Are you legally required to pay for your parents?

Family/Kids, Money, Relationships

Adult children have long cared for aging parents simply out of a sense of moral responsibility—not because of a legal obligation. And yet over half of all US states have what are called filial responsibility laws, a subset of elder law. These laws make adult children responsible for their parents’ financial obligations if the parents can’t afford to take care of themselves.

While you might not be familiar with the concept, filial responsibility laws have been around for a long time—a really long time. They’re based on English statutes dating from the 1500s, a time when that country faced widespread poverty and enacted “poor laws” to codify family commitments.

Rarely enforced

Historically, filial responsibility laws have been enforced only rarely in the United States. In fact, the number of states with such laws has consistently dropped with the implementation of safety net programs, like social security and Medicaid.

Elder law experts caution, however, that the lax enforcement of filial responsibility laws could change, as states look for ways to curb Medicaid spending, which includes nursing home care for indigent elders. Healthcare costs for the aging population are rising, and states (and in some cases healthcare providers or other creditors) may use these statutes to seek payment from children for expenditures on behalf of their parents.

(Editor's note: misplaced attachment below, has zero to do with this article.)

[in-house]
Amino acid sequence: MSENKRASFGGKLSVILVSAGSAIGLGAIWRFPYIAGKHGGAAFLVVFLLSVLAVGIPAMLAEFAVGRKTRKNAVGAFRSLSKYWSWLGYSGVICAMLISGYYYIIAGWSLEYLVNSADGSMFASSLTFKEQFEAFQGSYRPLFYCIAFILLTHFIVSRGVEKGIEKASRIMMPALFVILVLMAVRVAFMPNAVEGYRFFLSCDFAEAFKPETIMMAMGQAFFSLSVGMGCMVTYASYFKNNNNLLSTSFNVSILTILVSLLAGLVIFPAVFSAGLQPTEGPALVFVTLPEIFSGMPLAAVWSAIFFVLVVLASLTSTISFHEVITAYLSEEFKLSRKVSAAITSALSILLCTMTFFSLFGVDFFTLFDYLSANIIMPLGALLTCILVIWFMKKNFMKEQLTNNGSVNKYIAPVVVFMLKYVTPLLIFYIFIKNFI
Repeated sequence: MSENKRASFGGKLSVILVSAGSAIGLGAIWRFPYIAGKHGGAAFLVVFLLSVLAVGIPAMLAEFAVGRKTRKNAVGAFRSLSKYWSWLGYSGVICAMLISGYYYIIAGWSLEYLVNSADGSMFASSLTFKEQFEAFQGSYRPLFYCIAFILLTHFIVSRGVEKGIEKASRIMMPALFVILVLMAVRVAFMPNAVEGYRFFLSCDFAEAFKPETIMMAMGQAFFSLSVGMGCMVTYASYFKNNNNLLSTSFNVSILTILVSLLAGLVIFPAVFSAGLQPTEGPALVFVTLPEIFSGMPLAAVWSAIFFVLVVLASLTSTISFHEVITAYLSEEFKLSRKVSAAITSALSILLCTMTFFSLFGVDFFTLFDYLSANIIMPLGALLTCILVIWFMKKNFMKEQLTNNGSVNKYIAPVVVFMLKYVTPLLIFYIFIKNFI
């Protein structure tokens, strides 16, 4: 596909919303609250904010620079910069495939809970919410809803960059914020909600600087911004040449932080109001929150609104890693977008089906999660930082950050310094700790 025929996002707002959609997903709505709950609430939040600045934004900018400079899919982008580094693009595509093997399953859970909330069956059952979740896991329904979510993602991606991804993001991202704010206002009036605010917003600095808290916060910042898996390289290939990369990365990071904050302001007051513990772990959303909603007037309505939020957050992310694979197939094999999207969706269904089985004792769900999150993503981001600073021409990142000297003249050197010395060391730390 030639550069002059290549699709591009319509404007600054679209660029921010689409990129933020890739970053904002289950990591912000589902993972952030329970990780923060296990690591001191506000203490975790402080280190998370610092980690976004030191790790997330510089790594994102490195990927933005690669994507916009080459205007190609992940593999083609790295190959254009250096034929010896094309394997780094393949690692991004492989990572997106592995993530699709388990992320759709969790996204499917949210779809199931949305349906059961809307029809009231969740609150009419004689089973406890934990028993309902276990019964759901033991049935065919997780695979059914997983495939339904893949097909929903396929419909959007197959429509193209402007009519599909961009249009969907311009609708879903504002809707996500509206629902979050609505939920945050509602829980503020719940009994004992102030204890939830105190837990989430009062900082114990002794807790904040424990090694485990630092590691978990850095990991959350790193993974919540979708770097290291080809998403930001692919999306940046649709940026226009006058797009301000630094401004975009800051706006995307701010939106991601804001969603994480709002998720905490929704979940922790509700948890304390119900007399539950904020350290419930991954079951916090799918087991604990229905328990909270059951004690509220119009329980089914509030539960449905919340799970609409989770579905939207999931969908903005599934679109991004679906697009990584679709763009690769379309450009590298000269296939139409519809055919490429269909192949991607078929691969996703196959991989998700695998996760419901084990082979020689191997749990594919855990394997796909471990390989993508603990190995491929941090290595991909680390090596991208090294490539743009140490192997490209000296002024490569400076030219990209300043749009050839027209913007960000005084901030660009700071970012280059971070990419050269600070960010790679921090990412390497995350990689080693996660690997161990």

Family dysfunction doesn’t matter

This legal responsibility can create additional difficult issues for families already struggling, often for years, with strained family relationships.

In Pennsylvania, for example, the law allows plaintiffs to seek reimbursement from children, regardless of the status of the relationship between the parent and the child. The only exception is when a parent abandoned the child for 10 or more years while the child was a minor.

Ability to pay

What if the adult children cannot afford to cover an impoverished parent’s obligations? The same Pennsylvania law carves out an exemption for individuals who do not have “sufficient financial ability to support the indigent person.” Elsewhere, a study of filial responsibility laws found that most states give judges latitude to weigh the adult child’s ability to pay, allowing the court to consider such factors as the need to save for retirement and for their own kids’ college education.

Estates left insolvent can also get relief from creditors through bankruptcy, although that option has obvious drawbacks for those who may have financial obligations tied up in the estate. A bankruptcy lawyer can help sort it out if necessary.